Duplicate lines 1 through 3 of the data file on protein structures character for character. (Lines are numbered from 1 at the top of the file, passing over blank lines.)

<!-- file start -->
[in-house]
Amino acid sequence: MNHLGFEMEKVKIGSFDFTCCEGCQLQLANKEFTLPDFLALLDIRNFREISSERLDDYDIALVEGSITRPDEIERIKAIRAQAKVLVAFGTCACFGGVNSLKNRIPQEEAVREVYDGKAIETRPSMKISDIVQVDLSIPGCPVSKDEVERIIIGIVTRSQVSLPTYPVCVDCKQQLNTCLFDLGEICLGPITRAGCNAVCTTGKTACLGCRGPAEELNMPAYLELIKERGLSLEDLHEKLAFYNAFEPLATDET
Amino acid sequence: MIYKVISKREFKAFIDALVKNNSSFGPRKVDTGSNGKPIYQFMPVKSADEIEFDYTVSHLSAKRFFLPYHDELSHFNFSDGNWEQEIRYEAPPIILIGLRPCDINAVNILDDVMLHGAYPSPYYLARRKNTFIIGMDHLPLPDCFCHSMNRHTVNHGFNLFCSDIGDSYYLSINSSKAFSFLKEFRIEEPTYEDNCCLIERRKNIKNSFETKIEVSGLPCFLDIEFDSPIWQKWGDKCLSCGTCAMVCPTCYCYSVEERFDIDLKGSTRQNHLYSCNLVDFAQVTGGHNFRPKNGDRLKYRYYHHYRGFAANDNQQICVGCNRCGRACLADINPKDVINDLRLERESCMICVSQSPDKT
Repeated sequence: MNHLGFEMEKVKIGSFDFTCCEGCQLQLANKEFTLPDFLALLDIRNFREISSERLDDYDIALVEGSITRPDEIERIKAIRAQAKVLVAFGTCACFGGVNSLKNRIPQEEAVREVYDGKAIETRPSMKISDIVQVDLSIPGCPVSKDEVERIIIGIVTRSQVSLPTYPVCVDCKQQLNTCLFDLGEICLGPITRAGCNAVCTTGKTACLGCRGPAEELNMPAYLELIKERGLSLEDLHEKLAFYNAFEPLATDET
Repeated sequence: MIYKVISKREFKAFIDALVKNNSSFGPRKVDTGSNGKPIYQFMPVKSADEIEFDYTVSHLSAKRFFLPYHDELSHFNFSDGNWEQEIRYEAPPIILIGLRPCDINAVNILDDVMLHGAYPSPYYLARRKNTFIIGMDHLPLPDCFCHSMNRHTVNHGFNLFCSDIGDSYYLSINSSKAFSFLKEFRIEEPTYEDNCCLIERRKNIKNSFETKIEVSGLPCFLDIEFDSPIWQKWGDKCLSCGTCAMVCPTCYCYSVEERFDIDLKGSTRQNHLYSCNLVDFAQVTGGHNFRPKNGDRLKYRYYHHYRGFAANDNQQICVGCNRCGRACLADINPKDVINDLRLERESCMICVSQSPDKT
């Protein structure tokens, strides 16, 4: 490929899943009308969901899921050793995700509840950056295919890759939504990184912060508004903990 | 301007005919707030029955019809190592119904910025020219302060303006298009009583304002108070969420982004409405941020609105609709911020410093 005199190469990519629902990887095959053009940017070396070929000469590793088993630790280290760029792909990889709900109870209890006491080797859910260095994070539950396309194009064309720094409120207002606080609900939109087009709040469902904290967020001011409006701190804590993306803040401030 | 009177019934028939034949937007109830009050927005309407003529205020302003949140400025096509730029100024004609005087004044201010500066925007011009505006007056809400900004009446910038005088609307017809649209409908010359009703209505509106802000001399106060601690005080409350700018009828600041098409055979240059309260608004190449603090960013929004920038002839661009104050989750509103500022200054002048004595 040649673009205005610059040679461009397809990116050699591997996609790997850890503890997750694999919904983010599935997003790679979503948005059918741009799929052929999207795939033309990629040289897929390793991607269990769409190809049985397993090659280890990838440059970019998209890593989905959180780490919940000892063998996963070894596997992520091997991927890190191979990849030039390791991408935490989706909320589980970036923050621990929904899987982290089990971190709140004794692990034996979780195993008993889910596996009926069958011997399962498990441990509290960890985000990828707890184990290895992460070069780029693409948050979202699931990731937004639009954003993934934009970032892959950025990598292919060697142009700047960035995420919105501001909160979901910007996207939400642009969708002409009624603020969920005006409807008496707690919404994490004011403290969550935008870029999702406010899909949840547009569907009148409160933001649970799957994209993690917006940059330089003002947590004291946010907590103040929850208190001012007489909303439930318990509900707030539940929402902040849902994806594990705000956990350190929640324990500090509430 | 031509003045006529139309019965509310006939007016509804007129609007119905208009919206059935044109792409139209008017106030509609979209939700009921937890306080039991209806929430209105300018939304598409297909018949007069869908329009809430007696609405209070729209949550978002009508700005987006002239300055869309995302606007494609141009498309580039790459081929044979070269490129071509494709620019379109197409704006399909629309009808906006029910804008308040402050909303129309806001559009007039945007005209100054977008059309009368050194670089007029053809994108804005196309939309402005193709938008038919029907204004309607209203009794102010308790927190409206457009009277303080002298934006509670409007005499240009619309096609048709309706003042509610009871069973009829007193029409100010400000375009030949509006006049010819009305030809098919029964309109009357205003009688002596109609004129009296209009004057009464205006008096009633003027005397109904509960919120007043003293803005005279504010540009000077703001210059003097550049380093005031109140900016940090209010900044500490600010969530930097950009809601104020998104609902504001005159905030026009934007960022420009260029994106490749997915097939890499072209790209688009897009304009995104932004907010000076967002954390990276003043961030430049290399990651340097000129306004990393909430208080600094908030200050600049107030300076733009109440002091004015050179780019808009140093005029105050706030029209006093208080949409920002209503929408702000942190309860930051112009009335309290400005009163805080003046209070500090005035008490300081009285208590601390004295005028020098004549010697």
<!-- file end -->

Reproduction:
[in-house]
Amino acid sequence: MNHLGFEMEKVKIGSFDFTCCEGCQLQLANKEFTLPDFLALLDIRNFREISSERLDDYDIALVEGSITRPDEIERIKAIRAQAKVLVAFGTCACFGGVNSLKNRIPQEEAVREVYDGKAIETRPSMKISDIVQVDLSIPGCPVSKDEVERIIIGIVTRSQVSLPTYPVCVDCKQQLNTCLFDLGEICLGPITRAGCNAVCTTGKTACLGCRGPAEELNMPAYLELIKERGLSLEDLHEKLAFYNAFEPLATDET
Amino acid sequence: MIYKVISKREFKAFIDALVKNNSSFGPRKVDTGSNGKPIYQFMPVKSADEIEFDYTVSHLSAKRFFLPYHDELSHFNFSDGNWEQEIRYEAPPIILIGLRPCDINAVNILDDVMLHGAYPSPYYLARRKNTFIIGMDHLPLPDCFCHSMNRHTVNHGFNLFCSDIGDSYYLSINSSKAFSFLKEFRIEEPTYEDNCCLIERRKNIKNSFETKIEVSGLPCFLDIEFDSPIWQKWGDKCLSCGTCAMVCPTCYCYSVEERFDIDLKGSTRQNHLYSCNLVDFAQVTGGHNFRPKNGDRLKYRYYHHYRGFAANDNQQICVGCNRCGRACLADINPKDVINDLRLERESCMICVSQSPDKT